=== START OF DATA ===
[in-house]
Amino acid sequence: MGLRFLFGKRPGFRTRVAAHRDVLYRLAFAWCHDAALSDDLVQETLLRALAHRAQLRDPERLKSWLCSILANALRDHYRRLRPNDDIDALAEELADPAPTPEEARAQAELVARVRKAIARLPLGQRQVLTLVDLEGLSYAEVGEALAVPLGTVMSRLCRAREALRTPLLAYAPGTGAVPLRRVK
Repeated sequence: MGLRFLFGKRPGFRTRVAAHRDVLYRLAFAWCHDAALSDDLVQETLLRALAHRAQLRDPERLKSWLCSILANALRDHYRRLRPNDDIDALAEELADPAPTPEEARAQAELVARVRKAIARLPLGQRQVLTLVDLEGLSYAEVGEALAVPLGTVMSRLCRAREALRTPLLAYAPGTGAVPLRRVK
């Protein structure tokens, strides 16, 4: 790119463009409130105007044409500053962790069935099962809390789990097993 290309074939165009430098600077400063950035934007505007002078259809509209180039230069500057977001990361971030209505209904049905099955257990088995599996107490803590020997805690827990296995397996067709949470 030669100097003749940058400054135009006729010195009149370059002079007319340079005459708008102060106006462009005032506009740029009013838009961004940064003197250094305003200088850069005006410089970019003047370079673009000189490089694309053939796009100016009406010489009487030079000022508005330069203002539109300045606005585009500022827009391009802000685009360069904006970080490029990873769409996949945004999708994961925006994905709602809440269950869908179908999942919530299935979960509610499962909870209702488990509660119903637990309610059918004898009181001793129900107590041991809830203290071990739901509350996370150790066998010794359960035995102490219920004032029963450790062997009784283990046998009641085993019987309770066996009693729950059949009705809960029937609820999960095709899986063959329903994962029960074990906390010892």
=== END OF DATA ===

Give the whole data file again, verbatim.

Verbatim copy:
[in-house]
Amino acid sequence: MGLRFLFGKRPGFRTRVAAHRDVLYRLAFAWCHDAALSDDLVQETLLRALAHRAQLRDPERLKSWLCSILANALRDHYRRLRPNDDIDALAEELADPAPTPEEARAQAELVARVRKAIARLPLGQRQVLTLVDLEGLSYAEVGEALAVPLGTVMSRLCRAREALRTPLLAYAPGTGAVPLRRVK
Repeated sequence: MGLRFLFGKRPGFRTRVAAHRDVLYRLAFAWCHDAALSDDLVQETLLRALAHRAQLRDPERLKSWLCSILANALRDHYRRLRPNDDIDALAEELADPAPTPEEARAQAELVARVRKAIARLPLGQRQVLTLVDLEGLSYAEVGEALAVPLGTVMSRLCRAREALRTPLLAYAPGTGAVPLRRVK
């Protein structure tokens, strides 16, 4: 790119463009409130105007044409500053962790069935099962809390789990097993 290309074939165009430098600077400063950035934007505007002078259809509209180039230069500057977001990361971030209505209904049905099955257990088995599996107490803590020997805690827990296995397996067709949470 030669100097003749940058400054135009006729010195009149370059002079007319340079005459708008102060106006462009005032506009740029009013838009961004940064003197250094305003200088850069005006410089970019003047370079673009000189490089694309053939796009100016009406010489009487030079000022508005330069203002539109300045606005585009500022827009391009802000685009360069904006970080490029990873769409996949945004999708994961925006994905709602809440269950869908179908999942919530299935979960509610499962909870209702488990509660119903637990309610059918004898009181001793129900107590041991809830203290071990739901509350996370150790066998010794359960035995102490219920004032029963450790062997009784283990046998009641085993019987309770066996009693729950059949009705809960029937609820999960095709899986063959329903994962029960074990906390010892």